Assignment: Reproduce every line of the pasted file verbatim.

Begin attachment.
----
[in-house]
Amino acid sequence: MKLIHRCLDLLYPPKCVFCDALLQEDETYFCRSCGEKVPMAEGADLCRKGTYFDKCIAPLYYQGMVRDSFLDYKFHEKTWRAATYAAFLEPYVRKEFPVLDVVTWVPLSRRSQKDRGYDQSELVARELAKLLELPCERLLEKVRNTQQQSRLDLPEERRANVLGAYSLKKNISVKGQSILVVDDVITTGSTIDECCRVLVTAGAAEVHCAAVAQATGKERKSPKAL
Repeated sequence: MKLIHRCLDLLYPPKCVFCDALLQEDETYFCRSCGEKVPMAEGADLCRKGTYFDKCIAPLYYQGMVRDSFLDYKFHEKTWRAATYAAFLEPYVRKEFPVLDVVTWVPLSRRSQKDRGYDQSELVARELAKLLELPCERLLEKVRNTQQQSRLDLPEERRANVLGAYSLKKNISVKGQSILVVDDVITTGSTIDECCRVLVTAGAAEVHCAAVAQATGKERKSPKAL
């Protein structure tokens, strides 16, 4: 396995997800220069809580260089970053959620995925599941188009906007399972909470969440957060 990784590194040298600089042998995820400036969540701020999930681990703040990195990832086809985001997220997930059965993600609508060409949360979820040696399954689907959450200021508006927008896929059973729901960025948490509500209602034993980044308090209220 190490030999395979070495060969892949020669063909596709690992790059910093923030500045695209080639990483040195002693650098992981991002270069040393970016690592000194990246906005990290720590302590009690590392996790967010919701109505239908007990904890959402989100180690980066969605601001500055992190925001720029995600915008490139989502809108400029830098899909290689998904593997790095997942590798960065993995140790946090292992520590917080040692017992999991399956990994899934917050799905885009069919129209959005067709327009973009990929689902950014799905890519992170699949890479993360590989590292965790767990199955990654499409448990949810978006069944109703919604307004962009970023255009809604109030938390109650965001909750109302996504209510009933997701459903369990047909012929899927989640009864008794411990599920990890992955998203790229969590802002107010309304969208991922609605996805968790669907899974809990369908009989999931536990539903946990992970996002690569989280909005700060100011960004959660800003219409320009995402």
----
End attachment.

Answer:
[in-house]
Amino acid sequence: MKLIHRCLDLLYPPKCVFCDALLQEDETYFCRSCGEKVPMAEGADLCRKGTYFDKCIAPLYYQGMVRDSFLDYKFHEKTWRAATYAAFLEPYVRKEFPVLDVVTWVPLSRRSQKDRGYDQSELVARELAKLLELPCERLLEKVRNTQQQSRLDLPEERRANVLGAYSLKKNISVKGQSILVVDDVITTGSTIDECCRVLVTAGAAEVHCAAVAQATGKERKSPKAL
Repeated sequence: MKLIHRCLDLLYPPKCVFCDALLQEDETYFCRSCGEKVPMAEGADLCRKGTYFDKCIAPLYYQGMVRDSFLDYKFHEKTWRAATYAAFLEPYVRKEFPVLDVVTWVPLSRRSQKDRGYDQSELVARELAKLLELPCERLLEKVRNTQQQSRLDLPEERRANVLGAYSLKKNISVKGQSILVVDDVITTGSTIDECCRVLVTAGAAEVHCAAVAQATGKERKSPKAL
């Protein structure tokens, strides 16, 4: 396995997800220069809580260089970053959620995925599941188009906007399972909470969440957060 990784590194040298600089042998995820400036969540701020999930681990703040990195990832086809985001997220997930059965993600609508060409949360979820040696399954689907959450200021508006927008896929059973729901960025948490509500209602034993980044308090209220 190490030999395979070495060969892949020669063909596709690992790059910093923030500045695209080639990483040195002693650098992981991002270069040393970016690592000194990246906005990290720590302590009690590392996790967010919701109505239908007990904890959402989100180690980066969605601001500055992190925001720029995600915008490139989502809108400029830098899909290689998904593997790095997942590798960065993995140790946090292992520590917080040692017992999991399956990994899934917050799905885009069919129209959005067709327009973009990929689902950014799905890519992170699949890479993360590989590292965790767990199955990654499409448990949810978006069944109703919604307004962009970023255009809604109030938390109650965001909750109302996504209510009933997701459903369990047909012929899927989640009864008794411990599920990890992955998203790229969590802002107010309304969208991922609605996805968790669907899974809990369908009989999931536990539903946990992970996002690569989280909005700060100011960004959660800003219409320009995402």